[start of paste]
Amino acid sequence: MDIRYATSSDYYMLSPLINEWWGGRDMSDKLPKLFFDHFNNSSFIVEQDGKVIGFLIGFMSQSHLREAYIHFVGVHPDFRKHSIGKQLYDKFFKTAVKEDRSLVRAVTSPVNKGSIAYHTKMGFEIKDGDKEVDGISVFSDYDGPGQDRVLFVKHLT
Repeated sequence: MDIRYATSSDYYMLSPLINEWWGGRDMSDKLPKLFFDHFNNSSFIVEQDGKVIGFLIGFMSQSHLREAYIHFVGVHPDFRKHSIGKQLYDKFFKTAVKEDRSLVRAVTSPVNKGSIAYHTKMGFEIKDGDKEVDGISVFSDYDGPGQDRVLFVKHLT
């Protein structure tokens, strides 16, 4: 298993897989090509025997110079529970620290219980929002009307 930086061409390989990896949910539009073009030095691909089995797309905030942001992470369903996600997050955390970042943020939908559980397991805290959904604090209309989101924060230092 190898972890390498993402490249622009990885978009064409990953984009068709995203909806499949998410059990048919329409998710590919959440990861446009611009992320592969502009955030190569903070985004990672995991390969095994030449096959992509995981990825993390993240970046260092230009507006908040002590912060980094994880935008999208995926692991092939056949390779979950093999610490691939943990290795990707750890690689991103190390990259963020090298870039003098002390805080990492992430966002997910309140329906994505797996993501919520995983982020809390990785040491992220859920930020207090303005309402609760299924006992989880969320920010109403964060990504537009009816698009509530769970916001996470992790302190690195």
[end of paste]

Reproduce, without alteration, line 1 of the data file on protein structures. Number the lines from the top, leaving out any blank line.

Amino acid sequence: MDIRYATSSDYYMLSPLINEWWGGRDMSDKLPKLFFDHFNNSSFIVEQDGKVIGFLIGFMSQSHLREAYIHFVGVHPDFRKHSIGKQLYDKFFKTAVKEDRSLVRAVTSPVNKGSIAYHTKMGFEIKDGDKEVDGISVFSDYDGPGQDRVLFVKHLT